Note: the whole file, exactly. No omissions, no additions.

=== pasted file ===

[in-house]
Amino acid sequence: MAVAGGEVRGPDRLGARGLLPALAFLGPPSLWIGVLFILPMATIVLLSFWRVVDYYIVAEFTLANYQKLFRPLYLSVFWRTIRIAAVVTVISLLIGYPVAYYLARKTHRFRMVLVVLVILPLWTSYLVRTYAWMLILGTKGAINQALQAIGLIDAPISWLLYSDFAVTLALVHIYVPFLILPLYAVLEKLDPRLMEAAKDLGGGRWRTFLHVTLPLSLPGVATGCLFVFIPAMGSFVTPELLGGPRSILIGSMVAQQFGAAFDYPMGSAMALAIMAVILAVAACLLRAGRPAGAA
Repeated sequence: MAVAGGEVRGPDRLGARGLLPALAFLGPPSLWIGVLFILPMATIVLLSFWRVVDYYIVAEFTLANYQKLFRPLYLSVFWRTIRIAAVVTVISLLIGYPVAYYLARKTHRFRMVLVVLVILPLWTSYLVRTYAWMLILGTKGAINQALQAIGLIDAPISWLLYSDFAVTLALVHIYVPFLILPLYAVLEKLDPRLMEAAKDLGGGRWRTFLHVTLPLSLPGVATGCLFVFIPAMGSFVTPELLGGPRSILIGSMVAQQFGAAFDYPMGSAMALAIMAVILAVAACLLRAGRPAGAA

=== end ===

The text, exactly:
[in-house]
Amino acid sequence: MAVAGGEVRGPDRLGARGLLPALAFLGPPSLWIGVLFILPMATIVLLSFWRVVDYYIVAEFTLANYQKLFRPLYLSVFWRTIRIAAVVTVISLLIGYPVAYYLARKTHRFRMVLVVLVILPLWTSYLVRTYAWMLILGTKGAINQALQAIGLIDAPISWLLYSDFAVTLALVHIYVPFLILPLYAVLEKLDPRLMEAAKDLGGGRWRTFLHVTLPLSLPGVATGCLFVFIPAMGSFVTPELLGGPRSILIGSMVAQQFGAAFDYPMGSAMALAIMAVILAVAACLLRAGRPAGAA
Repeated sequence: MAVAGGEVRGPDRLGARGLLPALAFLGPPSLWIGVLFILPMATIVLLSFWRVVDYYIVAEFTLANYQKLFRPLYLSVFWRTIRIAAVVTVISLLIGYPVAYYLARKTHRFRMVLVVLVILPLWTSYLVRTYAWMLILGTKGAINQALQAIGLIDAPISWLLYSDFAVTLALVHIYVPFLILPLYAVLEKLDPRLMEAAKDLGGGRWRTFLHVTLPLSLPGVATGCLFVFIPAMGSFVTPELLGGPRSILIGSMVAQQFGAAFDYPMGSAMALAIMAVILAVAACLLRAGRPAGAA